assets into usable, mortgageable, multipliable capital…. In the West every
parcel of land, every building is represented in a property document that
is the visible sign of a vast hidden process that connects all
these assets to the rest of the economy…. The vast hidden process is the
western, legalized property system… this system is clouded in
mystery, a mystery to people in both the West and the rest of the world.”
Actually, there are some mysteries that De Soto brings to light. The first
mystery is the "lack of information." The poorest people in the
Third World do not know that they are sitting on valuable material assets.
Secondly the "mystery of capital" itself: Capitalism is what a
legal, property/contract system allows people to create values based on
their material assets. The third mystery is the lack of "political
awareness" of changes: In recent decades, people all over the world
moved to cities - a migration with implications of revolutionary
proportions that have been virtually ignored. The fourth is the “mystery
of forgetfulness” - the "missing lessons learned from history." People
in rich countries don’t even recall how their legalized property system
came into existence. Finally, the "mystery of legal failure"— why
property law does not work everywhere: Third World Countries cannot just
transfer the western legal system without linking it to their own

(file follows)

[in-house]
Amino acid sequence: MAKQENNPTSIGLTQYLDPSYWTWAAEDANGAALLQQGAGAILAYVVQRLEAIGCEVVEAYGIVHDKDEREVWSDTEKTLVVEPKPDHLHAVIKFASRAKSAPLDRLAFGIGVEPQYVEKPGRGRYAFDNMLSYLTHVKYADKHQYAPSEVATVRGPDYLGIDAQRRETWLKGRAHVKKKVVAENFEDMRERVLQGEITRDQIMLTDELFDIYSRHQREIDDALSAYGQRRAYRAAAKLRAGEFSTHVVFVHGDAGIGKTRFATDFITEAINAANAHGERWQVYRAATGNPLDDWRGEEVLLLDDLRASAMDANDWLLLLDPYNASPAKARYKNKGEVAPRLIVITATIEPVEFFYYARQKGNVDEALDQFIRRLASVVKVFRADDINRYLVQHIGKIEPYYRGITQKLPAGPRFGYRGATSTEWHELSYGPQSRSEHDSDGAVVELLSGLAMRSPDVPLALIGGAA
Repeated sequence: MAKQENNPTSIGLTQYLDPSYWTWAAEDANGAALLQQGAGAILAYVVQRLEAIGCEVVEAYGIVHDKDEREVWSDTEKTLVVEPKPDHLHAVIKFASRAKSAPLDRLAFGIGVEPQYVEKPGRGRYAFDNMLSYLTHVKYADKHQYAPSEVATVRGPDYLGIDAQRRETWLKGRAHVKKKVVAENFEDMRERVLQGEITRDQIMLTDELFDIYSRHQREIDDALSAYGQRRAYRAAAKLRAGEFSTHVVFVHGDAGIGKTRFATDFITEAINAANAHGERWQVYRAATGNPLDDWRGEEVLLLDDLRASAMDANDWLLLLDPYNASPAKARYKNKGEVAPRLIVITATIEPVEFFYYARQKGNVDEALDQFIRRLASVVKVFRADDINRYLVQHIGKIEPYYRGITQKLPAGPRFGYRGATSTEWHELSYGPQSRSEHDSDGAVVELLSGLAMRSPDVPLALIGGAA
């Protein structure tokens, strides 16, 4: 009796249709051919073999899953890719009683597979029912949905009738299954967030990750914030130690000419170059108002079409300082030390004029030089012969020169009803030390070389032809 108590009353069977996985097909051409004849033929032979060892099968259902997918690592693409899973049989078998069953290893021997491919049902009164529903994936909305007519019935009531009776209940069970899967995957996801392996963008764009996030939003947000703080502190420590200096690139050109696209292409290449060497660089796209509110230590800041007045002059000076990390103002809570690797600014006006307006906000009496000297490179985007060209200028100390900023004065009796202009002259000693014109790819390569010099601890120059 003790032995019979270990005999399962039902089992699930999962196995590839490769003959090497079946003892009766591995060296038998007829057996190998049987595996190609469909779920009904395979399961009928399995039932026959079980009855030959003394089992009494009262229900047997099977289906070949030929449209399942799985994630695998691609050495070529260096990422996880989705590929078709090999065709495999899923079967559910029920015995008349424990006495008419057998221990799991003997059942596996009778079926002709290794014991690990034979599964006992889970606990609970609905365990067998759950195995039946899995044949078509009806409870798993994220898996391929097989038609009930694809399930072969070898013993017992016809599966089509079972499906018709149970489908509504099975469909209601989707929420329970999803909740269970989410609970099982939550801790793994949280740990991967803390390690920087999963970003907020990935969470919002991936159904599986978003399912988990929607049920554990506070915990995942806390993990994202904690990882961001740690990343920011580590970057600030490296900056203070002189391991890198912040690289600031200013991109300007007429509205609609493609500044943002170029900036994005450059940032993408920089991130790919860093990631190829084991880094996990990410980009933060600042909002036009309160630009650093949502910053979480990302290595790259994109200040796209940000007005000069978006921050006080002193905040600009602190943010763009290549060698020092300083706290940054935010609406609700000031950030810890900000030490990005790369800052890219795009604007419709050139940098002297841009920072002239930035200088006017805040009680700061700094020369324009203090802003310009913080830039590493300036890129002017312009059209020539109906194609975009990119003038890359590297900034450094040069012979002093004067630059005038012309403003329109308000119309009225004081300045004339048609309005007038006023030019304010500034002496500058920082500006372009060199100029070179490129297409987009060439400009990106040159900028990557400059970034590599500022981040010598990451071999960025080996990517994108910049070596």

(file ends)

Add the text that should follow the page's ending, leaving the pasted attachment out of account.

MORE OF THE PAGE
traditions of values. Doing so is an obstacle for creating values out of
2.2. Categories of Infrastructure
From the above-mentioned observations we can derive a list of resources
contributing to development of a society’s infrastructure. Most of these
infrastructures have a spatial component. In the following some of that
infrastructure is discussed:
Human resources: people contribute with handwork or headwork
Natural resources – these are the main resources of an agricultural or
Infrastructure is a resource developed by a society over time -
infrastructures for transportation and power supply, but also
telecommunication and Spatial Data Infrastructure (SDI):
Information systems with applications like mapping, land register &
Political framework, governmental systems
Networks providing goods and service (stores)
Security System (internal/police & external/army)
2.3. Human and natural resources
Human and natural resources are usually finite. Sustainable
development provides a framework under which communities can use
available resources efficiently, create efficient infrastructures, protect
and enhance quality of life, and create new businesses to strengthen their
2.3.1 Human Resource for Geoinformatics
In the field of Geoinformatics training currently several policy
initiatives transcend current education strategies. New job description
will come up with specifications like: Spatial Information Officer,
Information Cartographer, Metadata Specialist (Thurston, 2003).
Surveying appears to have lower public esteem than Geoinformatics.
“I'd like to think training needs are being driven by the marketplace,"
says Kelly, Managing director of ANZLIC.
Networks of universities like
UNIGIS provide a service as a global, virtual & multilingual
university for Geosciences, also working together in research and
curriculum development activities related to GIS education. Students
registered in a UNIGIS programme may qualify for the EuroMasterGI, a
European post-graduate qualification in Geographic Information. On the